So, another fleet was despatched under two commanders, Penn and Venables, for Hispaniola; where, however, the Spaniards got the better of the fight. Consequently, the fleet came home again, after taking Jamaica on the way. Oliver, indignant with the two commanders who had not done what bold Admiral Blake would have done, clapped them both into prison, declared war against Spain, and made a treaty with France, in virtue of which it was to shelter the King and his brother the Duke of York no longer. Then, he sent a fleet abroad under bold Admiral Blake, which brought the King of Portugal to his senses—just to keep its hand in—and then engaged a Spanish fleet, sunk four great ships, and took two more, laden with silver to the value of two millions of pounds: which dazzling prize was brought from Portsmouth to London in waggons, with the populace of all the towns and villages through which the waggons passed, shouting with all their might. After this victory, bold Admiral Blake sailed away to the port of Santa Cruz to cut off the Spanish treasure-ships coming from Mexico. There, he found them, ten in number, with seven others to take care of them, and a big castle, and seven batteries, all roaring and blazing away at him with great guns. Blake cared no more for great guns than for pop-guns—no more for their hot iron balls than for snow-balls. He dashed into the harbour, captured and burnt every one of the ships, and came sailing out again triumphantly, with the victorious English flag flying at his masthead. This was the last triumph of this great commander, who had sailed and fought until he was quite worn out. He died, as his successful ship was coming into Plymouth Harbour amidst the joyful acclamations of the people, and was buried in state in Westminster Abbey. Not to lie there, long.

Over and above all this, Oliver found that the Vaudois, or Protestant people of the valleys of Lucerne, were insolently treated by the Catholic powers, and were even put to death for their religion, in an audacious and bloody manner. Instantly, he informed those powers that this was a thing which Protestant England would not allow; and he speedily carried his point, through the might of his great name, and established their right to worship God in peace after their own harmless manner.

Lastly, his English army won such admiration in fighting with the French against the Spaniards, that, after they had assaulted the town of Dunkirk together, the French King in person gave it up to the English, that it might be a token to them of their might and valour.

There were plots enough against Oliver among the frantic religionists (who called themselves Fifth Monarchy Men), and among the disappointed Republicans. He had a difficult game to play, for the Royalists were always ready to side with either party against him. The ‘King over the water,’ too, as Charles was called, had no scruples about plotting with any one against his life; although there is reason to suppose that he would willingly have married one of his daughters, if Oliver would have had such a son-in-law. There was a certain Colonel Saxby of the army, once a great supporter of Oliver’s but now turned against him, who was a grievous trouble to him through all this part of his career; and who came and went between the discontented in England and Spain, and Charles who put himself in alliance with Spain on being thrown off by France. This man died in prison at last; but not until there had been very serious plots between the Royalists and Republicans, and an actual rising of them in England, when they burst into the city of Salisbury, on a Sunday night, seized the judges who were going to hold the assizes there next day, and would have hanged them but for the merciful objections of the more temperate of their number. Oliver was so vigorous and shrewd that he soon put this revolt down, as he did most other conspiracies; and it was well for one of its chief managers—that same Lord Wilmot who had assisted in Charles’s flight, and was now Earl of Rochester—that he made his escape. Oliver seemed to have eyes and ears everywhere, and secured such sources of information as his enemies little dreamed of. There was a chosen body of six persons, called the Sealed Knot, who were in the closest and most secret confidence of Charles. One of the foremost of these very men, a Sir Richard Willis, reported to Oliver everything that passed among them, and had two hundred a year for it.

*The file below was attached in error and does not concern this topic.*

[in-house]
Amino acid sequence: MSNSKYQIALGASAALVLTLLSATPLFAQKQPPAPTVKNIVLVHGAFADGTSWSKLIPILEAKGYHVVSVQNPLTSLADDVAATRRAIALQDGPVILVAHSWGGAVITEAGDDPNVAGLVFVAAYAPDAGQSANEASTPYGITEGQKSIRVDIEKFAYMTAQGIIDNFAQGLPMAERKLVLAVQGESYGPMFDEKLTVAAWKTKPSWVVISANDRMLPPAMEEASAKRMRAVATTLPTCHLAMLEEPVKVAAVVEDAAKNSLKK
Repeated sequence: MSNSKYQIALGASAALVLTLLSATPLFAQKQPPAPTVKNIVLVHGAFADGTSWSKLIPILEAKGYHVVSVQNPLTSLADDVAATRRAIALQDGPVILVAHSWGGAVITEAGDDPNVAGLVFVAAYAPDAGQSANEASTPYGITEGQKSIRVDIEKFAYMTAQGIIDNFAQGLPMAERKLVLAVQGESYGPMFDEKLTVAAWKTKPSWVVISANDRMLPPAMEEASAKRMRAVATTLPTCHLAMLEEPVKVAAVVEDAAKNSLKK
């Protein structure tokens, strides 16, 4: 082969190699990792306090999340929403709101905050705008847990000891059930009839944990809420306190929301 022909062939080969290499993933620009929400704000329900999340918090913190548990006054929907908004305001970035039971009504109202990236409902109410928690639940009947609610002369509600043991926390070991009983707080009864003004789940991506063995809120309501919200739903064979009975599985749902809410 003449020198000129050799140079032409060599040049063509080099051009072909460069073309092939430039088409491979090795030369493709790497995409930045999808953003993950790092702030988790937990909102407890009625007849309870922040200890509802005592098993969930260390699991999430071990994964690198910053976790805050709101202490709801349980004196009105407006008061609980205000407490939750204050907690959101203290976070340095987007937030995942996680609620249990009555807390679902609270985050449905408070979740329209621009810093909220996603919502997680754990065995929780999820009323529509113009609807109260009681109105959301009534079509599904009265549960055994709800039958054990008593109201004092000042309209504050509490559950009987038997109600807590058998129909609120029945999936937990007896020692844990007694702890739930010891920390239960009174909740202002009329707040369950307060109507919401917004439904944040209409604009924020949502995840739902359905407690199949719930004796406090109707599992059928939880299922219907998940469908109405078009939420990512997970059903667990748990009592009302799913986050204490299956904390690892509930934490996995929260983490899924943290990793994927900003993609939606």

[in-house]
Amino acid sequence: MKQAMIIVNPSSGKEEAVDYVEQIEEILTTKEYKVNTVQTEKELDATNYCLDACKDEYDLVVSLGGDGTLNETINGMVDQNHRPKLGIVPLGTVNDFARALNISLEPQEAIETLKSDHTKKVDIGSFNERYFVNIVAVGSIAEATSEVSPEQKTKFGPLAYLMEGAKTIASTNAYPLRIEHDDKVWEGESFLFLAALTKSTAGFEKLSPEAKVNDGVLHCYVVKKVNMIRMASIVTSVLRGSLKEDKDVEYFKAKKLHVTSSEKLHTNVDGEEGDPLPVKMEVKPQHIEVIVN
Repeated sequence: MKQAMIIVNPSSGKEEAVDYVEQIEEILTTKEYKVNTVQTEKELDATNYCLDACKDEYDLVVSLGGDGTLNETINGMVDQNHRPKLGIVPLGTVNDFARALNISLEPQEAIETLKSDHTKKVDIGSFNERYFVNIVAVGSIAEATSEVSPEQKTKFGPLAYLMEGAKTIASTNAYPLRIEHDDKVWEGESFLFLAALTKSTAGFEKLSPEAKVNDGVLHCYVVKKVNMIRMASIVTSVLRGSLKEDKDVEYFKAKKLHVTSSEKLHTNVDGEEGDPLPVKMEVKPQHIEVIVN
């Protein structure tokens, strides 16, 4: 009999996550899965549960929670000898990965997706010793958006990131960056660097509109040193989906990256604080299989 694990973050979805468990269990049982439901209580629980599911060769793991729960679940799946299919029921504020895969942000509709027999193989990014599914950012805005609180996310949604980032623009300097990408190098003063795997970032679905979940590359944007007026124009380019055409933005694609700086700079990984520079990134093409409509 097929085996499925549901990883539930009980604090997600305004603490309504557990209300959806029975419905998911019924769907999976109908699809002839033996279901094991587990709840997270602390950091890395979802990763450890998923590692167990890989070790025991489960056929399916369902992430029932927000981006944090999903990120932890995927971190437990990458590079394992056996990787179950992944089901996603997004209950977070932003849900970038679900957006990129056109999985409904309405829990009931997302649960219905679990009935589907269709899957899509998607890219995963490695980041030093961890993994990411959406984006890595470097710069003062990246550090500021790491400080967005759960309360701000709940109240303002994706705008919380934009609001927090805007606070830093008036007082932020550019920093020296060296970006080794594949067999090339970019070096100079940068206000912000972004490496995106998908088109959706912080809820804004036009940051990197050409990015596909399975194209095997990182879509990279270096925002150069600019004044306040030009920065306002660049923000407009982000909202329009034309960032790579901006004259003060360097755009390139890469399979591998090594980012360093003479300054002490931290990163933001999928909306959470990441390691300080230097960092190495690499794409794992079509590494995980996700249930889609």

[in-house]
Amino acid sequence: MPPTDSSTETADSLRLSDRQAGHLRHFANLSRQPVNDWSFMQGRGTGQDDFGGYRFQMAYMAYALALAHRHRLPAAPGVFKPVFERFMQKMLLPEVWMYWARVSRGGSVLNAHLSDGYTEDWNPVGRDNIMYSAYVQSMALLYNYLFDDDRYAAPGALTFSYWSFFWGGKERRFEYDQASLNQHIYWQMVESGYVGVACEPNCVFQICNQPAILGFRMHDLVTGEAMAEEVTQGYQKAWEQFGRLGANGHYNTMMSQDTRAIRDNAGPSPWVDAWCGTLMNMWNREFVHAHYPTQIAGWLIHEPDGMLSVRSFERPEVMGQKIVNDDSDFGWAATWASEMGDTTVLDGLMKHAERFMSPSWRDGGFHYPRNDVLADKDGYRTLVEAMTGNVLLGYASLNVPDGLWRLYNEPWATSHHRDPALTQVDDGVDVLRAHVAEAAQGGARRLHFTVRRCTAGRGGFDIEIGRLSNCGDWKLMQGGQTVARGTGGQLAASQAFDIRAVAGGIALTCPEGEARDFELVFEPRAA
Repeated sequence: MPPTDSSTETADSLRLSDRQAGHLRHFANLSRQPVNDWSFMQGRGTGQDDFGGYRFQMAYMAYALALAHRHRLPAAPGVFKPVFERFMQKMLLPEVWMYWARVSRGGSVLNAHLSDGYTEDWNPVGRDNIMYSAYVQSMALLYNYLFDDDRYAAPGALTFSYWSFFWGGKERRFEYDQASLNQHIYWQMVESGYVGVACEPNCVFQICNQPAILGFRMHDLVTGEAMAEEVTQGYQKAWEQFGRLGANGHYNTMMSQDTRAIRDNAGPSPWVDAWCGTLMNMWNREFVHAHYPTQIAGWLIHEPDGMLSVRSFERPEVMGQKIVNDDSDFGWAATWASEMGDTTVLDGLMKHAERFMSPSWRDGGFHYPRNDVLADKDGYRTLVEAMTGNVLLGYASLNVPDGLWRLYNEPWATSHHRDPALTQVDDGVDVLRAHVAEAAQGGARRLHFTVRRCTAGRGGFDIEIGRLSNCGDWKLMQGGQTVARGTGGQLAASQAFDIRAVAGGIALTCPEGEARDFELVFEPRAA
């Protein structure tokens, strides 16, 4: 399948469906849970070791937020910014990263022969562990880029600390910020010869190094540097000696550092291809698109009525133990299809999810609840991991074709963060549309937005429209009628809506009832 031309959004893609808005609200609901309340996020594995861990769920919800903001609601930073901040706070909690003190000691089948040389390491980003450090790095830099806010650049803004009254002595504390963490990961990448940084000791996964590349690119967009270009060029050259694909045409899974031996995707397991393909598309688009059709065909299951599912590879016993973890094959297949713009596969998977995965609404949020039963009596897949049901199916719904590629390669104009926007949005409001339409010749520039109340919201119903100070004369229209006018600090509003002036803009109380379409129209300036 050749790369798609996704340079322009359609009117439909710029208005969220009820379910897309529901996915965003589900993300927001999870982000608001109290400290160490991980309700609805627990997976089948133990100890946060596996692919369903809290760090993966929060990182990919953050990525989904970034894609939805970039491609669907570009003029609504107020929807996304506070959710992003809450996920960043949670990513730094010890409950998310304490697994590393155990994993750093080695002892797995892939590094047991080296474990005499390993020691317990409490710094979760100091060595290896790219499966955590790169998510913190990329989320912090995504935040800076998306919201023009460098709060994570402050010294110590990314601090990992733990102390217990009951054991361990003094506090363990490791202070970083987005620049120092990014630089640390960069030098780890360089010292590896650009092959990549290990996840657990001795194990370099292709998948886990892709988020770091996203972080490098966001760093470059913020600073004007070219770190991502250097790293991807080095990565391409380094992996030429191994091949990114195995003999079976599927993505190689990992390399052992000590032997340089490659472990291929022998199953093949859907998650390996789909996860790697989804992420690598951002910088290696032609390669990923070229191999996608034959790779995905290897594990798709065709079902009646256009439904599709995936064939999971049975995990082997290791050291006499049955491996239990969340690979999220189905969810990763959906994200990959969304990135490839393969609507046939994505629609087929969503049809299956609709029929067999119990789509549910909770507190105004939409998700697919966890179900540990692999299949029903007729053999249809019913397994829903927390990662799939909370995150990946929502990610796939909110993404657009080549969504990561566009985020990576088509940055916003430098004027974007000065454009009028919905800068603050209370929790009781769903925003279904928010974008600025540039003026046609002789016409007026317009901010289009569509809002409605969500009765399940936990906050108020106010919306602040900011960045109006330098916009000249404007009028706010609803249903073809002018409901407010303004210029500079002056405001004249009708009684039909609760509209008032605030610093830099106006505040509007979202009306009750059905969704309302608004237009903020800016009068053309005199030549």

Miles Syndarcomb, also of the old army, was another conspirator against the Protector. He and a man named Cecil, bribed one of his Life Guards to let them have good notice when he was going out—intending to shoot him from a window. But, owing either to his caution or his good fortune, they could never get an aim at him. Disappointed in this design, they got into the chapel in Whitehall, with a basketful of combustibles, which were to explode by means of a slow match in six hours; then, in the noise and confusion of the fire, they hoped to kill Oliver. But, the Life Guardsman himself disclosed this plot; and they were seized, and Miles died (or killed himself in prison) a little while before he was ordered for execution. A few such plotters Oliver caused to be beheaded, a few more to be hanged, and many more, including those who rose in arms against him, to be sent as slaves to the West Indies. If he were rigid, he was impartial too, in asserting the laws of England. When a Portuguese nobleman, the brother of the Portuguese ambassador, killed a London citizen in mistake for another man with whom he had had a quarrel, Oliver caused him to be tried before a jury of Englishmen and foreigners, and had him executed in spite of the entreaties of all the ambassadors in London.